This Is the Real Face of Postpartum Depression

Struggling with postpartum depression? You're not alone. And this photo series from The Honest Body Project, featuring true stories from real moms, proves it.

This Is the Real Face of Postpartum Depression Natalie McCain

After Florida-based photographer, Natalie McCain gave birth to her second child, she struggled with postpartum depression. Though she was already a mother, the feeling of sadness surprised her. "I struggled so much that at times I wasn't even able to drive. I thought I was losing my mind until I started talking to my doctor about what I was struggling with," McCain told Fit Pregnancy. "After opening up to friends, I realized postpartum anxiety is actually a common struggle with many mothers and I wish I had spoken up about it sooner."

She's speaking up now with her new photo series, "The True Faces of Depression," another piece from The Honest Body Project, which has highlighted everything from extended breastfeeding to what real women's bodies look like after giving birth. This cause is special to McCain's heart, not only because of her own experience, but because depression—postpartum or otherwise—is so common, and yet, so unrecognized as an illness. "When we are silent about mental illness it makes the stigma even worse. We try to struggle in silence and don't realize that others are struggling the same way we are," McCain says, "particularly with postpartum depression. Women often feel so alone while going through postpartum depression and don't realize how common it is to go through it. When we speak up and share our experiences we help others to feel supported and they realize they aren't alone."

This latest photo series features many forms of depression, including one woman who was sexually abused and another who struggled with post-traumatic stress disorder, in addition to some mothers who battled PPD. Some moms talked about how guilty they felt about being depressed, after they were given the beautiful gift of a child. Others wished that they would have taken their illness more seriously and that health care systems did, too. But when you look at these stunning photos, you would never know how much these women fought for happiness, which is exactly what McCain set to do with her project: "I wanted to create a series that focuses on this to help show how there are so many women struggling with this and they don't necessarily 'look' depressed. Most people struggle in silence, which is so hard to do."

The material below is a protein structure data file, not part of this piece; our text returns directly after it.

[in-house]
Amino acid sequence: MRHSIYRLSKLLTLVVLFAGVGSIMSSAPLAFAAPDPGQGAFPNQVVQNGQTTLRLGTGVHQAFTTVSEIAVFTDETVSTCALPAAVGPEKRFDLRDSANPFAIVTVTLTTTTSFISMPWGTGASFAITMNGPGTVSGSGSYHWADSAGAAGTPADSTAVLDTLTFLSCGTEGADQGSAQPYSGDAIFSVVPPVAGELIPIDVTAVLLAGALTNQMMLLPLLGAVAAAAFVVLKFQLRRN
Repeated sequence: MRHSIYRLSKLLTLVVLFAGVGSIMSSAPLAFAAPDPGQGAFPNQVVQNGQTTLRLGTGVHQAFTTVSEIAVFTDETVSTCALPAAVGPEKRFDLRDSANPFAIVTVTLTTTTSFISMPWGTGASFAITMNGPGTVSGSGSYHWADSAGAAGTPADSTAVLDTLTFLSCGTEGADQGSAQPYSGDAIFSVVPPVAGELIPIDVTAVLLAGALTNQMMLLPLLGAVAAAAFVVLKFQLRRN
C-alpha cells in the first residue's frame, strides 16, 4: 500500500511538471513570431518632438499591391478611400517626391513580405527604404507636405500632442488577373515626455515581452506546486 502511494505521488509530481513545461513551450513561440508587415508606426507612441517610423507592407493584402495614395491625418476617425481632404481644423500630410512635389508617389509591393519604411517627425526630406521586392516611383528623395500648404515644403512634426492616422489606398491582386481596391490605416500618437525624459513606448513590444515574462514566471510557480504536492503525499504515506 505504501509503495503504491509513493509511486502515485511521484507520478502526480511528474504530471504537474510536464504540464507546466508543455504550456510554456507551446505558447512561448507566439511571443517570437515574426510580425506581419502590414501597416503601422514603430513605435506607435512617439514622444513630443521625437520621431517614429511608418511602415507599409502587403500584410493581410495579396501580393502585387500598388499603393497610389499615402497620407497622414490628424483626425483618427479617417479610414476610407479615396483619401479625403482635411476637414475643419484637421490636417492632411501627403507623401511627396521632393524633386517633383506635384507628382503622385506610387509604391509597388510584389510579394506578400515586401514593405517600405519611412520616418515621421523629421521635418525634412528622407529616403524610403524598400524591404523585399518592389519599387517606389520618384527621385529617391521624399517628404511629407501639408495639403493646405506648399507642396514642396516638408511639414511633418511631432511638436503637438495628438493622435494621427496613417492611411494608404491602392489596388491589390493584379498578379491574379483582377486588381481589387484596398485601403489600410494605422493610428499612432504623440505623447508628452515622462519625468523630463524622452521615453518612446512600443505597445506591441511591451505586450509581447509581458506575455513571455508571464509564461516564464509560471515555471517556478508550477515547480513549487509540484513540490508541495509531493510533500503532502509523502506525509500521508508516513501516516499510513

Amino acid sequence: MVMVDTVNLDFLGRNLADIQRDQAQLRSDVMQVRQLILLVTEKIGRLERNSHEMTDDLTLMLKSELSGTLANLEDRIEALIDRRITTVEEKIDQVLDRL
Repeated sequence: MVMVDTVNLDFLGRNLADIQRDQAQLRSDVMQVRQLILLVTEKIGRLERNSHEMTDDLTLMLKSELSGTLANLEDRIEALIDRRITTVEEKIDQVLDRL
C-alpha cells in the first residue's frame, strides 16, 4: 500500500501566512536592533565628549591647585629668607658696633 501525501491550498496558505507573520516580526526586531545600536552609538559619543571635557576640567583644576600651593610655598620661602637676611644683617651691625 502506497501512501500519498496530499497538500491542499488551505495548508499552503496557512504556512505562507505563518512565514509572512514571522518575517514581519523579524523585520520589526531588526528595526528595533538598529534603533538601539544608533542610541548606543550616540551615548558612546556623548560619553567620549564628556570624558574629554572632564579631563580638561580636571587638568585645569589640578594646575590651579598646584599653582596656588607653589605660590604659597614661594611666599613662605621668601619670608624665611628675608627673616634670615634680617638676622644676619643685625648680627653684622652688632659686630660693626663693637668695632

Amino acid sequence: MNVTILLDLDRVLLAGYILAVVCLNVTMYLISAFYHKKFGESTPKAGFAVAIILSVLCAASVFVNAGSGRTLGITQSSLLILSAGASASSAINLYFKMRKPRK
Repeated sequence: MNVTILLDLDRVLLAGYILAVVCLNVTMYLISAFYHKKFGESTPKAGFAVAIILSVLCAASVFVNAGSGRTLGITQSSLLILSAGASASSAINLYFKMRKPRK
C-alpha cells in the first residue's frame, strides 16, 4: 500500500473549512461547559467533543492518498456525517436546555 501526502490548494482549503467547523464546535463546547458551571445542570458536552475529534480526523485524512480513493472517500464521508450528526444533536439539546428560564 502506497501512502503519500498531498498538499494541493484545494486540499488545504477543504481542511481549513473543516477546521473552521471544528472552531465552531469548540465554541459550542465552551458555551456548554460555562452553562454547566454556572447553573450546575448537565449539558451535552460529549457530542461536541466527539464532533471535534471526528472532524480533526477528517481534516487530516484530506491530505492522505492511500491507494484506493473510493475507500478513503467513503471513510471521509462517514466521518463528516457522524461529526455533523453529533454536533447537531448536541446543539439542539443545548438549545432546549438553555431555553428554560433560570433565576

If you—or someone you know—is struggling with postpartum depression, take this mother as your inspiration:

"It will get better. Repeat after me: 'It will get better.' You are strong. You have been through and are going through a major life and hormonal change. Your feelings are valid and you deserve to be heard. You deserve to feel better. Many things are contributing to this stage you are at. And you have the power to take control of yourself and make a change. Keep 'it will get better' as your mantra."

As McCain hopes to prove, it will get better. But we need to start talking about it first.

"When he was about 15 months old things started getting really dark. I started noticing that as I would get ready for work that my heart would start racing, I couldn't breathe, I would start to feel sick and as I was driving to work I would have these panic attacks. I didn't know at the time that they were panic attacks I just thought I was really stressed out. I was constantly missing work because I just couldn't get myself together. Finally one day as I was getting ready for work my husband happen to be home and walked in on me a while I was having a major panic attack. He told me that it wasn't normal to be feeling this way and encourage me to see if I can find help somewhere."

"I should have known what was happening the moment I felt the first pang of worry and sadness. I am a nurse who worked Ob/gyn for 15 years. I knew the symptoms. I brushed it off as the baby blues longer than I should have. I mean, my child free life of 36 years had just changed drastically and forever. This baby girl was everything I had prayed for. Surely everyone worried and had sadness. But this worry and sadness quickly consumed my life."

"I was so happy when I got pregnant, I was nervous, but happy. I loved being pregnant. After the twins were born and I had to leave them at the hospital and then when we had to go have an extended stay at a children's hospital, I had such guilt. I worried about losing my son, I worried about not bonding with my daughter, I worried about my breast milk supply, I worried all the time! I still struggle with the guilt and that the way I dreamed about motherhood was not the reality."

"Since I already suffered from depression there was a very good chance I would get PPD. I tried to write off the tiredness and moodiness as fluctuating hormones,which is normal. It wasn't until I started having trouble even functioning in daily life that I knew I needed help."

"After our first daughter was born, I was in a fog. I felt overwhelmed by my perfectionism and scared of not being enough for this most precious being. I felt like a failure frequently despite her loving gaze at me. My dream, my prayer, my heart was in my arms and I felt unworthy to be her mother."

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